The U.S. Food and Drug Administration has granted approval to Mylan Technologies, Inc., for the first generic version of Alza Corporation’s Duragesic Patch (Fentanyl Transdermal System) used to treat patients suffering from severe chronic pain that cannot be managed with alternative analgesics. When applied to the skin, this patch technology delivers fentanyl, an opioid pain medication that is slowly absorbed into the body through the skin providing pain relief for up to three days (72 hours).
The agency’s approval is expected to provide patients with access to a lower cost alternative of this pain management system. At the same time that FDA approved Mylan’s generic product, it acted on several citizens’ petitions requesting that FDA deny or delay approval of the product.
The original Fentanyl Transdermal System was approved in August 1990. It is currently approved for the management of chronic pain in patients who require continuous opioid analgesia for pain that cannot be managed by acetaminophen-opioid combinations, non-steroidal analgesics, or as needed dosing with short-acting opioids.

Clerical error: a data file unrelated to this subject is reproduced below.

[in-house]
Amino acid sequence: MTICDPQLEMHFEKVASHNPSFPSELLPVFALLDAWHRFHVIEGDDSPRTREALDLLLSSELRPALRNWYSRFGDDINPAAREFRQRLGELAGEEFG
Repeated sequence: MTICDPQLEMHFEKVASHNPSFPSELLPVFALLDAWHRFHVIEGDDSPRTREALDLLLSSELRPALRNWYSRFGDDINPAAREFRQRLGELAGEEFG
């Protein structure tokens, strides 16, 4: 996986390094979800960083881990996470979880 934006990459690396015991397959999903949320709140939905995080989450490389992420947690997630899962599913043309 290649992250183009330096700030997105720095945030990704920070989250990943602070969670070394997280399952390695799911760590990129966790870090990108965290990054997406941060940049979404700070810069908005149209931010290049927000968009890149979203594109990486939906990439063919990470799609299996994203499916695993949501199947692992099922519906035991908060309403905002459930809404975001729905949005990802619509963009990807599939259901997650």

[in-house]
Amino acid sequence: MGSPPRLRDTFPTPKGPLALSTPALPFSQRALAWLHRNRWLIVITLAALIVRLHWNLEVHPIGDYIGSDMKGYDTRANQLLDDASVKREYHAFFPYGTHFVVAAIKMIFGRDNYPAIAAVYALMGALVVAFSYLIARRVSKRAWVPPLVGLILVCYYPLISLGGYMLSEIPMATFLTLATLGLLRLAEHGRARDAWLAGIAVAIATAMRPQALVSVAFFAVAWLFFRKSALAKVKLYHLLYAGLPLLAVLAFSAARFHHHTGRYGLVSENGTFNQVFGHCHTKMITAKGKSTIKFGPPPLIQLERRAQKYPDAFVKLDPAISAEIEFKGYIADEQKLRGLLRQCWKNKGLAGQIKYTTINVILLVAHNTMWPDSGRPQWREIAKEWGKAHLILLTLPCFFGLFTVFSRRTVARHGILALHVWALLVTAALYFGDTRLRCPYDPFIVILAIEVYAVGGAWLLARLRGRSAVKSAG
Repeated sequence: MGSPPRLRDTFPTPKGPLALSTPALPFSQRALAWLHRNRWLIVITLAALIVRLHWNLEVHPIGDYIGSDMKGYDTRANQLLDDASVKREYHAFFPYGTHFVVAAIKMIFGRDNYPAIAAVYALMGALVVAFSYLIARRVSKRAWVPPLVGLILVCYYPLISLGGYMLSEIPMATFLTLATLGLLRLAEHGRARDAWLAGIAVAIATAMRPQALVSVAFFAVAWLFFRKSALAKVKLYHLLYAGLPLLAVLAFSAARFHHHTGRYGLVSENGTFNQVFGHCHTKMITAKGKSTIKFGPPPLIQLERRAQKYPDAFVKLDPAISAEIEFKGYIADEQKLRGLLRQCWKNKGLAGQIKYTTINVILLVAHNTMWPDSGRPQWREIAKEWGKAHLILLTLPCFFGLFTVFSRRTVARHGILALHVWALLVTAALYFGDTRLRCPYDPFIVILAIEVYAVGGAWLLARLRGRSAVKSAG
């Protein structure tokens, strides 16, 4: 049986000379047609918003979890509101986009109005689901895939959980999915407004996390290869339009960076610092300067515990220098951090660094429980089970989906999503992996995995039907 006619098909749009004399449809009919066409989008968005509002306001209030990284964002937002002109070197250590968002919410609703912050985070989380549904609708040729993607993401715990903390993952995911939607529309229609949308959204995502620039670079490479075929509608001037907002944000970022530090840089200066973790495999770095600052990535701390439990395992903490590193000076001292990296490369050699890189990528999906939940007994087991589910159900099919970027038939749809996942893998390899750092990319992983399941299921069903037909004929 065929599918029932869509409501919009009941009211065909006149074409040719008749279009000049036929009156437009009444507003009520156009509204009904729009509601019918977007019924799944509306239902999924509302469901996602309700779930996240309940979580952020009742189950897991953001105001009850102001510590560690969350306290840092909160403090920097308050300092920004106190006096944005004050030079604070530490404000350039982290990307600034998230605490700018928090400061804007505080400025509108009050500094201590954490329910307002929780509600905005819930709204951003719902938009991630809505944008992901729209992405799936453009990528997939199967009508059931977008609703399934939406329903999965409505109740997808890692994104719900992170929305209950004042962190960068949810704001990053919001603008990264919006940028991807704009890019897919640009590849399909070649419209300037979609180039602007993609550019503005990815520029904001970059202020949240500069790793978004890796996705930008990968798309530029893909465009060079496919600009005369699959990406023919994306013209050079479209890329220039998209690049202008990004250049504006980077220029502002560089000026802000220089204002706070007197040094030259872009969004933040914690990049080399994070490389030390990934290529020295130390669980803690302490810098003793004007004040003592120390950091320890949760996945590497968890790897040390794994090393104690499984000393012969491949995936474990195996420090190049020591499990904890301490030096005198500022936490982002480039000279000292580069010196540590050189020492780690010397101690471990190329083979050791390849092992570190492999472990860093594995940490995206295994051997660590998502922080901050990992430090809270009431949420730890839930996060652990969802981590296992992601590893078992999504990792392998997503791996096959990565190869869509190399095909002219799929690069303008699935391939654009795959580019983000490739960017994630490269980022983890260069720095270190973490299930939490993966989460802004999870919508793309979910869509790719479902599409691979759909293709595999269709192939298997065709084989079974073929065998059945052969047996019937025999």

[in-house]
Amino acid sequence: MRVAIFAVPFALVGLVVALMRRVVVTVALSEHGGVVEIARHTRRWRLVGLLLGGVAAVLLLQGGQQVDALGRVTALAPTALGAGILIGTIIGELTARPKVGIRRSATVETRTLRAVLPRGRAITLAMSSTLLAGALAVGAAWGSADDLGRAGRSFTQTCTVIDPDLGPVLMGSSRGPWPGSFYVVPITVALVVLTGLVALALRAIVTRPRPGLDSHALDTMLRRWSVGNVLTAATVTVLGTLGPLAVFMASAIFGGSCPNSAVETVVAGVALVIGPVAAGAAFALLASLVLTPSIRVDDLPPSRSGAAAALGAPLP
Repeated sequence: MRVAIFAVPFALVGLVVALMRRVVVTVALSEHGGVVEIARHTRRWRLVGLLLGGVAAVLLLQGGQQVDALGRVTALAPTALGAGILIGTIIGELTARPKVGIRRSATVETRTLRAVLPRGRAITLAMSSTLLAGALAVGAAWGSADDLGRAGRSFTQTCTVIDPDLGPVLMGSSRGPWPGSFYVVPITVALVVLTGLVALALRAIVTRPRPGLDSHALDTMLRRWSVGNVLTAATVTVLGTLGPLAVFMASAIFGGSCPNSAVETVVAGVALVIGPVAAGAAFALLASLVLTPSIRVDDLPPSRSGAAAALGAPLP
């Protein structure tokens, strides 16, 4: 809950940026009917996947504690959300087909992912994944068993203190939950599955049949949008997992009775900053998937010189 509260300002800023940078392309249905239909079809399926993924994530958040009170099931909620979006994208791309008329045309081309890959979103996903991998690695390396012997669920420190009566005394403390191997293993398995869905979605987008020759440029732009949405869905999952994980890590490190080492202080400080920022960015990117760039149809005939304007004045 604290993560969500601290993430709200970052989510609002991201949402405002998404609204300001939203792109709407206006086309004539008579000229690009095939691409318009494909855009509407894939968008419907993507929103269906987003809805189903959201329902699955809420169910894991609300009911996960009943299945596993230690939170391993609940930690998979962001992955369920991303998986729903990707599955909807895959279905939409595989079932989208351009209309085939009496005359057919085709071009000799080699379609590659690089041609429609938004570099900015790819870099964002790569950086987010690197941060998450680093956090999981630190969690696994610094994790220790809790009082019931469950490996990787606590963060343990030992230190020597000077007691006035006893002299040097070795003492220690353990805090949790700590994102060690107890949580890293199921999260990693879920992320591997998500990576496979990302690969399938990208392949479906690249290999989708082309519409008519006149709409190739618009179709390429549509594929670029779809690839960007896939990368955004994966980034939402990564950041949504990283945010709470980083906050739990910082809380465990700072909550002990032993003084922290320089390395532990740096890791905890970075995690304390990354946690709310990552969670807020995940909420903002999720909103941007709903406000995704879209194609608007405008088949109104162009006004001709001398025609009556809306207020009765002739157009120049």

Fentanyl is currently a Schedule II controlled substance, which is the highest level of control for drugs with a recognized medical use. As a controlled substance in Schedule II of the Controlled Substances Act (CSA), Fentanyl also comes under the jurisdiction of the Drug Enforcement Administration (DEA), which administers the CSA. Schedule II drugs are subject to manufacturing quotas set by DEA with input on medical need from FDA, distribution tracking, import and export controls, registration of prescribers and dispensers, and written prescriptions without refills.
From U.S. FDA